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There wyste no wyghte in Christentè
Howe welle he loved that lady fre.
He loved her more then seven yere,
Yet was he of her love never the nere.
He was not ryche of golde and fe,
A gentyll man forsuth was he.
To no man durst he make his mone,
But fyghed fore hym felfe alone.
And evermore, whan he was wo,
Into his chambre would he goo;
And through the chambre he toke the waye,
Into the gardyn, that was full gaye;
And in the garden, as i wene,
Was an arber fayre and grene,
And in the arber was a tre,
A fayrer in the world might none be;
The tre it was of cypresse,
The fyrst tre that Jesu chese;
The sother-wood, and fykamoure,
The reed rose, and the lyly-floure,
'The boxe, the beche, and the larel-tre,
The date, also the damyfè,
The fylbyrdes hangyng to the ground,
The fygge-tre, and the maple round,
And other trees there was mané ane,
The pyany, the popler, and the plane,
With brode braunches all aboute,
Within the arbar, and eke withoute ;
On every braunche fate byrdes thre,
Syngynge with great melody,
The lavorocke, and the nightyngale,
The ruddocke, the woodwale,
The pee, and the popinjaye,
The thrustele fange both nyght and daye,
The marlyn, and the wrenne alfo,
The fwalowe whippynge to and fro,
The jaye jangled them amonge,
The larke began that mery longe,
The sparowe spredde her on her fpraye,
The mavys fonge with notes full gaye,
The nuthake with her notes newe,
The sterlynge set her notes full trewe,
The goldefynche made full mery chere,
Whan she was bente upon a brere,
And many other foules mo,
The ofyll, and the thrushe also ;
And they fange wyth notes clere,
In confortynge that squyere ;
And evermore, whan he was wo,
In to that arber wolde he go,
And under a bente he layde hym lowe,
Ryght even under her chambre wyndowe;
And lened hys backe to a thorne,
And sayd, Alas, that i was borne !
That i were ryche of golde and fe,
That i myght wedde that lady fre!
Of golde good, or some treasure,
That i myght wedde that lady floure !
Or elles come of fo gentyll kynne,
The ladyes love that i myght wynne !
Wolde god that i were a kynges fonne,
That ladyes love that i myght wonne !
Or els so bolde in eche fyght,
As was fyr Lybius that gentell knyght,
Or els fo bolde in chyvalry,
As fyr Gawayne, or fyr Guy!
Or els fo doughty of my hande
As was the gyaunte fyr Colbrande!
And [it] were put in jeoperdè,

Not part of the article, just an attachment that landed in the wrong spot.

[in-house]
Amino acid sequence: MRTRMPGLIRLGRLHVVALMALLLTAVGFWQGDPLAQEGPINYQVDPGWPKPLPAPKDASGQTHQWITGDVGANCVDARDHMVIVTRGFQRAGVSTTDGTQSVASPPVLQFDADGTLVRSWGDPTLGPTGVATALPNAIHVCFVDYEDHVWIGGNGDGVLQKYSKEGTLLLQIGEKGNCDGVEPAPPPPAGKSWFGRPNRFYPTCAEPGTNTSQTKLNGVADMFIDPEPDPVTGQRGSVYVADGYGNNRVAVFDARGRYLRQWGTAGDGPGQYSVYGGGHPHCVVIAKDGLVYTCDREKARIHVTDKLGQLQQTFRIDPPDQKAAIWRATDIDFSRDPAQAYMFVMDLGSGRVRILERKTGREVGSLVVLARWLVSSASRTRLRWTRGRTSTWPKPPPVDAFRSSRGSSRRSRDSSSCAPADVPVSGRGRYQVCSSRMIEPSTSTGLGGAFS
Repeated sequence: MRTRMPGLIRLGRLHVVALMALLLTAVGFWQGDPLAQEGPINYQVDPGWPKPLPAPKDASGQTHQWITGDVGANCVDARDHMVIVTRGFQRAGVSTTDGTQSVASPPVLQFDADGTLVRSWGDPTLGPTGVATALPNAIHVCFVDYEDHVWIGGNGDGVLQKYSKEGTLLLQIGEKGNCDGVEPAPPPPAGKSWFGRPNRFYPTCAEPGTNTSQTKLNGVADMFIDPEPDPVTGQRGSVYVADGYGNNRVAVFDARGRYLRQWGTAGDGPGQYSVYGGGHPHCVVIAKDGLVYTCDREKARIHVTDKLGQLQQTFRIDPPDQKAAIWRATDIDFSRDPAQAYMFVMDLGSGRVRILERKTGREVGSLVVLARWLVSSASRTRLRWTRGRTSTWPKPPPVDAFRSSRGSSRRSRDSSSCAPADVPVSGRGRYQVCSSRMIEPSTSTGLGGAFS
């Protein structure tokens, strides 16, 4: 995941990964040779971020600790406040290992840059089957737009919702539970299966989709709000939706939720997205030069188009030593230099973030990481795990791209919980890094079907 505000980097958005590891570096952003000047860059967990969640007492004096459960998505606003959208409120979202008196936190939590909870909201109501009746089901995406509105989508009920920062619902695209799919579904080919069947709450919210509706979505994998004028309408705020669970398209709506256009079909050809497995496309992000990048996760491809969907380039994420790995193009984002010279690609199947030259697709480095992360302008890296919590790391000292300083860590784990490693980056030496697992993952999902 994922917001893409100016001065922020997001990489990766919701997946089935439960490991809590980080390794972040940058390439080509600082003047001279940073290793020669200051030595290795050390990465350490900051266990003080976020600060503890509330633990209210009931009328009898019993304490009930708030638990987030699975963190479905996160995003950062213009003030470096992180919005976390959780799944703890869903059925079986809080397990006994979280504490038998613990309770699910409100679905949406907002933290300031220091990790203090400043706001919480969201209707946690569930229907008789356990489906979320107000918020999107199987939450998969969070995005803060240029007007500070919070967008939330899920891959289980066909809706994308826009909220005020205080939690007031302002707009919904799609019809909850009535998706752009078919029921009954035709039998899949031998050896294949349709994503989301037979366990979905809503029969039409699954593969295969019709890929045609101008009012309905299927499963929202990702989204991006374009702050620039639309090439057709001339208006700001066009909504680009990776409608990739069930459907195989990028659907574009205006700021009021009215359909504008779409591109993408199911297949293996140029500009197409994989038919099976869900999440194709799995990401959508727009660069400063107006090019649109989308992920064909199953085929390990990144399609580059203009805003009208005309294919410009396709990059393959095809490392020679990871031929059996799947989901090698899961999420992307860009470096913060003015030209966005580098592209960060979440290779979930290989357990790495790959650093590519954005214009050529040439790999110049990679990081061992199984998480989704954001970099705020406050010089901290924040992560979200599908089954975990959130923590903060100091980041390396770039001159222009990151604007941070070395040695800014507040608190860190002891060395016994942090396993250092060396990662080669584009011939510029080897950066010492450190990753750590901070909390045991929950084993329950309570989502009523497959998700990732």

What man shoulde wynne that lady fre,
Than should no man have her but i,
The kinges doughter of Hungry.
But ever he fayde, Wayleawaye !
For poverte passeth all my paye !
And, as he made thys rufull chere,
He fowned downe in that arbére.
That lady herde his mournyng all,
Ryght under the chambre wall;
In her oryall there she was,
Closed well with royall glas,
Fulfylled it was with ymagery,
Every wyndowe by and by,
On eche fyde had there a gynne,
Sperde with many a dyvers pynne.
Anone that lady, fayre and fre,
Undyd a pynne of yverè,
And wyd the windowes she open fet,
The sunne shone in at her closet,
In that arber fayre and gaye
She sawe where that squyre lay.
The lady fayd to hym anone,
Syr, why makest thou that mone?
And whi thou mournest night and day?
Now tell me, squyre, i thee pray;
And, as i am a true lady,
Thy counsayl shall i never dyscry;
And, yf it be no reprefe to thee,
Thy bote of bale yet shall i be :
And often was he in wele and wo,
But never fo well as he was tho..
The squyer set hym on hys kne,
And sayde, Lady, it is for thee,
I have thee loved this seven yere,
And bought thy love, lady, full dere.
Ye are so ryche in youre aray,
That one word to you i dare not say,
And come ye be of fo hye kynne,
No worde of love durft i begynne.
My wyll to you yf i had fayde, .
And ye therwith not well apayde,
Ye might have bewraied me to the kinge,
And brought me fone to my endynge.
Therfore, my lady, fayre and fre,
I durst not shewe my harte to thee;
But i am here, at your wyll,
Whether ye wyll me fave or spyll;
For all the care i have in be
A worde of you might comfort me;
And, yf ye wyll not do so,
Out of this land i must nedes go ;